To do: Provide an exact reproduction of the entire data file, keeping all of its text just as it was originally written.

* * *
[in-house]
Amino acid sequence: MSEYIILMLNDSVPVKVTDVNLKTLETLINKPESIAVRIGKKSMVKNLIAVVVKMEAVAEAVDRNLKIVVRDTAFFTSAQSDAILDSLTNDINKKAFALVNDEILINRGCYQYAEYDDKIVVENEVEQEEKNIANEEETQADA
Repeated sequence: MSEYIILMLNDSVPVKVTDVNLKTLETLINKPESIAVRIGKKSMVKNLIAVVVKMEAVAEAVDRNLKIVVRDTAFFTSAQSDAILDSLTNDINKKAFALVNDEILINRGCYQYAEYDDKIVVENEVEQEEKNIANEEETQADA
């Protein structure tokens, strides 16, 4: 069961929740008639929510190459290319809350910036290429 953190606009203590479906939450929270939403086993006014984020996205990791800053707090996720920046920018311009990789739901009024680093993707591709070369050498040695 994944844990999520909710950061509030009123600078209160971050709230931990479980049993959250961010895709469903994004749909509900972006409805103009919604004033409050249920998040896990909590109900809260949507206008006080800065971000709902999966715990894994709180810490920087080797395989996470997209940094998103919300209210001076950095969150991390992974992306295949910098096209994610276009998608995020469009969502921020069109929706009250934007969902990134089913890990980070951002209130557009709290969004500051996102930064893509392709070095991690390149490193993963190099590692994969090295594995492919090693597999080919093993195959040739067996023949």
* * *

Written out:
[in-house]
Amino acid sequence: MSEYIILMLNDSVPVKVTDVNLKTLETLINKPESIAVRIGKKSMVKNLIAVVVKMEAVAEAVDRNLKIVVRDTAFFTSAQSDAILDSLTNDINKKAFALVNDEILINRGCYQYAEYDDKIVVENEVEQEEKNIANEEETQADA
Repeated sequence: MSEYIILMLNDSVPVKVTDVNLKTLETLINKPESIAVRIGKKSMVKNLIAVVVKMEAVAEAVDRNLKIVVRDTAFFTSAQSDAILDSLTNDINKKAFALVNDEILINRGCYQYAEYDDKIVVENEVEQEEKNIANEEETQADA
């Protein structure tokens, strides 16, 4: 069961929740008639929510190459290319809350910036290429 953190606009203590479906939450929270939403086993006014984020996205990791800053707090996720920046920018311009990789739901009024680093993707591709070369050498040695 994944844990999520909710950061509030009123600078209160971050709230931990479980049993959250961010895709469903994004749909509900972006409805103009919604004033409050249920998040896990909590109900809260949507206008006080800065971000709902999966715990894994709180810490920087080797395989996470997209940094998103919300209210001076950095969150991390992974992306295949910098096209994610276009998608995020469009969502921020069109929706009250934007969902990134089913890990980070951002209130557009709290969004500051996102930064893509392709070095991690390149490193993963190099590692994969090295594995492919090693597999080919093993195959040739067996023949």